Dean Paul Robbins and Nelson Institute alumnus attend WFAA "Fighting Extinction” event
October 29, 2019
During the Year of the Environment, as the Nelson Institute celebrates its 50th anniversary and the 50th anniversary of Earth Day, the Institute is also proud to celebrate all of the amazing alumni contributing to environmental studies. As a part of this celebration, Nelson Institute Dean Paul Robbins traveled to San Francisco for the “Fighting Extinction” event where UW-Madison alumni from the Bay area came together to discuss how the environmental movement has transformed lives and how the next 50 years may determine the fate of our planet.
The alumni event, which was held on September 27 at the California Academy of Sciences, was hosted by the Wisconsin Foundation and Alumni Association (WFAA) and Nelson Institute alumna Elizabeth Bagley, the director of Sustainability at the California Academy of Sciences. The event featured speeches by a range of alumni including Nelson Institute alumna and restoration biologist for Point Reyes National Seashore, Ellen Hamingson MS’07, Nelson Institute alumnus and interim chief scientist and vice president of conservation science for the National Audubon Society, Chad Wilsey MS’05, as well as UW-Madison graduate (’75), former U.S. senator, ambassador for the Campaign for Nature in support of the Convention on Biodiversity, and co-chair of the 50th anniversary of the Nelson Institute and Earth Day, Russ Feingold.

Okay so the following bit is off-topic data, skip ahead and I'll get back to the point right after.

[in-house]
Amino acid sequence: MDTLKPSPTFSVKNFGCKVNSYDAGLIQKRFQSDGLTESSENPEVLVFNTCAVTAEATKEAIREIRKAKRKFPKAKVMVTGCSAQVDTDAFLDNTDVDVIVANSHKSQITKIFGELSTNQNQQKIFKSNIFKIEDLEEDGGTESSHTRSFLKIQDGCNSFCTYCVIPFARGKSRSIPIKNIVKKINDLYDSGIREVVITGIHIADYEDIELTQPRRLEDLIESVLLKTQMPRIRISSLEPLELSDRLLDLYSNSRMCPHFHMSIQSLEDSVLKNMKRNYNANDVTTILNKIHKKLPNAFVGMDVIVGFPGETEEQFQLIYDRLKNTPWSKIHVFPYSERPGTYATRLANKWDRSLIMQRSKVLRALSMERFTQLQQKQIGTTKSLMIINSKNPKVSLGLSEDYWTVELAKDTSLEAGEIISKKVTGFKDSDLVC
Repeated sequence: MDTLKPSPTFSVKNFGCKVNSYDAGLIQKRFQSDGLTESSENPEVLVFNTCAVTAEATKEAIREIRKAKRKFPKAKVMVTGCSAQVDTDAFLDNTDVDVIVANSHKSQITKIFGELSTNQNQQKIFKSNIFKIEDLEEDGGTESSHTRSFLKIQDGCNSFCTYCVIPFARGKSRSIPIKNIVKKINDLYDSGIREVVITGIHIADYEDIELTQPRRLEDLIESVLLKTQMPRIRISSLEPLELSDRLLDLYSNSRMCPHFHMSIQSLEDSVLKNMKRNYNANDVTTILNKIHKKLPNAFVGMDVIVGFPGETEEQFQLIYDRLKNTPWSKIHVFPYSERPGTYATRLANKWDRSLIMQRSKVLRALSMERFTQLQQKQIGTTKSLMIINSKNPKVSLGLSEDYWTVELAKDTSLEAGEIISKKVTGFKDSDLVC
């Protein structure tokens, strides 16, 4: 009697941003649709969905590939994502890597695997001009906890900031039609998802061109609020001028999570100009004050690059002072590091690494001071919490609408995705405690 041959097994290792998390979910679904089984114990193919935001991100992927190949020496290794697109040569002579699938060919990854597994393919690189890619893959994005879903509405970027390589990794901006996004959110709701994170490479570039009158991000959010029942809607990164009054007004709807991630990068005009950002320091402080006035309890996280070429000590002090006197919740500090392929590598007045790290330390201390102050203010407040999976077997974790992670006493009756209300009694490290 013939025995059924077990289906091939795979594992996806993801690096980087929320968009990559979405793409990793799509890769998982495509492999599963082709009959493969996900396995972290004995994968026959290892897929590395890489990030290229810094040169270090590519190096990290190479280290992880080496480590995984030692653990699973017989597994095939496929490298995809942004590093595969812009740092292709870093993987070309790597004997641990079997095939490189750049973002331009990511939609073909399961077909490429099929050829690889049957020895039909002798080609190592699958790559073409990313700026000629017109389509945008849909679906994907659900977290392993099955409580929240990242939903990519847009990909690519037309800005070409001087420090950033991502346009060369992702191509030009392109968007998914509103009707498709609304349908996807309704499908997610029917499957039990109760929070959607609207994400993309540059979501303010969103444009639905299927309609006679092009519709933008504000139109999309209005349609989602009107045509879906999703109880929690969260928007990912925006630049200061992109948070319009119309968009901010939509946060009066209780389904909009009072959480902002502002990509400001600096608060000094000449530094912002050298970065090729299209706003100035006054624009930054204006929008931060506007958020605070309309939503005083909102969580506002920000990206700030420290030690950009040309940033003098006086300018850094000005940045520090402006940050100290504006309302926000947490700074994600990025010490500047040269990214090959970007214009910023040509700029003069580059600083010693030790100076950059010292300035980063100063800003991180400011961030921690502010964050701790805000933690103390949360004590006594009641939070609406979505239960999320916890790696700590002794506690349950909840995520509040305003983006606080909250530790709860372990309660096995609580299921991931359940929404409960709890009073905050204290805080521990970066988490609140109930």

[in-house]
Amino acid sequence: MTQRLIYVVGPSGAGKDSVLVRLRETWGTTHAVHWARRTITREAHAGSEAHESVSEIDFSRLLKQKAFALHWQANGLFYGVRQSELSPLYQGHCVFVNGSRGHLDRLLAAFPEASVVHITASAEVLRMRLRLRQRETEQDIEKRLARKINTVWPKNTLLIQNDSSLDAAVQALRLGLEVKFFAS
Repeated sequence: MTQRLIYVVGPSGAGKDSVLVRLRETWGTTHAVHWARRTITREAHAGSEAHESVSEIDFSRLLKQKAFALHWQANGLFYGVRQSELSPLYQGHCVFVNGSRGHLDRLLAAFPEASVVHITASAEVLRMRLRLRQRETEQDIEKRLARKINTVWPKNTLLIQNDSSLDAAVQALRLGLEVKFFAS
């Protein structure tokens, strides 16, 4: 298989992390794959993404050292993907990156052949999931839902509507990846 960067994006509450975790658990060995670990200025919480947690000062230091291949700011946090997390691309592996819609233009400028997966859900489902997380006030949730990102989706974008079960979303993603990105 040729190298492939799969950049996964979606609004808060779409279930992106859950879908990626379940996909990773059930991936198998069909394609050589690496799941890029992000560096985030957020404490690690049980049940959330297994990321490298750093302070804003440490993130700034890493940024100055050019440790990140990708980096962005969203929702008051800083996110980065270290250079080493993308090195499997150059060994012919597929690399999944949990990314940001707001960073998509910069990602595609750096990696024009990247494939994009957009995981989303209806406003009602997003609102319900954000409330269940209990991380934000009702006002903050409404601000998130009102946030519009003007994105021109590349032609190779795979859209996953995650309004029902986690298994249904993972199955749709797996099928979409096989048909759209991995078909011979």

Together, attendees and speakers discussed the loss of biodiversity and its related challenges as well as the role that Nelson Institute and its alumni will play in securing a healthy environmental future.
“The UN tells us that one million species are on the brink of extinction and a recent study shows that one-third of all the birds in North American have vanished since 1970. Think: three billion birds…,” said Dean Robbins. “The University of Wisconsin has the tools to turn the tide on this, including conservation training, habitat restoration science, and the genetic skills to preserve countless species. We can address this problem head-on. This campus is the place to start.”
Photo courtesy of Kate Prehn